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2, 4, 6, 8! Who Does Big Fashion Appreciate? The Sixth Circuit Protects Clothing Design In A Thrilling Overtime Victory.

The Sixth Circuit shook up copyright law – and had some fun with it – in the recent decision Varsity Brands, Inc. v. Star Athletica, with reasoning that hinged on an unusual proposition: “[a] plain white cheerleading top and plain white skirt still cover the body and permit the wearer to cheer, jump, kick, and flip.”  (No. 14-5237, 2015 U.S. App. LEXIS 14522, *51 (6th Cir. Aug. 19, 2015).)   The decision, which found a protectable copyright in stripes, chevrons and patterns on uniforms, stood conventional wisdom on its head, flipped the usual script of copyright analysis, and gave new cheer to fashion designers, who are typically shut out from copyright protection. 

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TAGS: Copyright Law, Intellectual Property, Sixth Circuit

Title Isn’t Everything: Sixth Circuit Taps Jury to Decide Keller’s FLSA Fate

Albeit seemingly self-evident, Keller v. Miri, 781 F.3d 799 (6th Cir. 2015), serves as a renewed caveat that title isn’t everything: merely designating workers as independent contractors is not sufficient to avoid Fair Labor Standards Act obligations.  In this recent Sixth Circuit decision, the Court reversed the district court, finding sufficient and genuine issues of material fact that entitled a jury to decide whether a satellite dish installer qualified for overtime and minimum wage protections under the FLSA.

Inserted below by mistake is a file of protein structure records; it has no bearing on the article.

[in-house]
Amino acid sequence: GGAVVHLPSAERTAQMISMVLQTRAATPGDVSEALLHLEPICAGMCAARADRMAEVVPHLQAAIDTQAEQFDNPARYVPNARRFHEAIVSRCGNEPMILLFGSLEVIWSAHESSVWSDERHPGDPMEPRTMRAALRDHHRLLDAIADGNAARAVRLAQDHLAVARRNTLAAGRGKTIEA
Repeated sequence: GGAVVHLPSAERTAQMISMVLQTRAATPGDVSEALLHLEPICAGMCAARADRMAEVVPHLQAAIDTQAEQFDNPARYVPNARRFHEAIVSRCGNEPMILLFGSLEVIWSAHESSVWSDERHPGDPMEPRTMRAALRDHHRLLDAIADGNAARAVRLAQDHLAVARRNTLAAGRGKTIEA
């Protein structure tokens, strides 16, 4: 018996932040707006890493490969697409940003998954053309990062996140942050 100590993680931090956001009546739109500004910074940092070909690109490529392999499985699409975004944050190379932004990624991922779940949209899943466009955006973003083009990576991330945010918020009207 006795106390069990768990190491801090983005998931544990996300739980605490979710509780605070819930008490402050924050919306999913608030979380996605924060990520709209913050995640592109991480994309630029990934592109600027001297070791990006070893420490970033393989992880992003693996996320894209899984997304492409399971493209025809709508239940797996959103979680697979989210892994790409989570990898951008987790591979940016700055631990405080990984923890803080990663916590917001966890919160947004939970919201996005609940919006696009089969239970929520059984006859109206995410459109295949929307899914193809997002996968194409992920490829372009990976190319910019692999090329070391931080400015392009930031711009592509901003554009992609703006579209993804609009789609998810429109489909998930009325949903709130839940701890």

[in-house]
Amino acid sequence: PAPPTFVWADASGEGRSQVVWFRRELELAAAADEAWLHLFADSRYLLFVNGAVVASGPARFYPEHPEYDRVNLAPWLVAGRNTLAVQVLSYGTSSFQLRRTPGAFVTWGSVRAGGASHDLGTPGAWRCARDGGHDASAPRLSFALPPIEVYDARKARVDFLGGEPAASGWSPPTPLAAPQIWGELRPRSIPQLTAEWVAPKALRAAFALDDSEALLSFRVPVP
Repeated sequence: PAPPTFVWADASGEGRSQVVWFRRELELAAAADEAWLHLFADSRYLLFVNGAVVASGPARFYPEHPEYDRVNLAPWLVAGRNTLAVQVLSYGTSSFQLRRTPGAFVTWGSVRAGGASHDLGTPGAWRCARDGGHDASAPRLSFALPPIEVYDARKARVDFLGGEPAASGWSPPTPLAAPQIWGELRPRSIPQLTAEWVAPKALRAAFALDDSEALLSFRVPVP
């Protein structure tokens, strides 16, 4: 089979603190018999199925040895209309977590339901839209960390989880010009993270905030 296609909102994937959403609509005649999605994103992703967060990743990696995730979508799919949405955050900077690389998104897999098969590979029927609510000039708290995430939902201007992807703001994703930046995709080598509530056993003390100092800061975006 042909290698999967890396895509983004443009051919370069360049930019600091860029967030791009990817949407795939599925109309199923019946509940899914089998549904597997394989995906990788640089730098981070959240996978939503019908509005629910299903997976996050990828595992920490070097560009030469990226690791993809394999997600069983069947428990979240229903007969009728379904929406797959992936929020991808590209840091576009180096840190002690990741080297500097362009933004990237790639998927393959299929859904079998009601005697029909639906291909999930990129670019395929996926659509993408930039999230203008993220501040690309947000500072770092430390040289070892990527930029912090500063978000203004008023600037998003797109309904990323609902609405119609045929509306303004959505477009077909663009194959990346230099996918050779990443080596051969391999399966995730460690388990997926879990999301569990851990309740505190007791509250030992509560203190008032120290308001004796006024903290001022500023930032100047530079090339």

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TAGS: FLSA, Sixth Circuit

Sixth Circuit Sides With Management in Dispute Over Employee’s Request to Telecommute

In a potentially important decision over workplace accommodations in an environment when telecommuting is more common, the Sixth Circuit ruled on April 10 that an employer does not need to permit an employee to work from home when an essential aspect of the employee’s position requires being in the office. 

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Yet Another Reason to Read the Fine Print: Allied Industrial Scrap, Inc. v. Omnisource, Corp. (6th Cir. 2015)

Late television curmudgeon Andy Rooney is said to have observed that “nothing in fine print is good news.” Based on a recent decision from the Sixth Circuit, the fine print can be good news for some, and costly for others.

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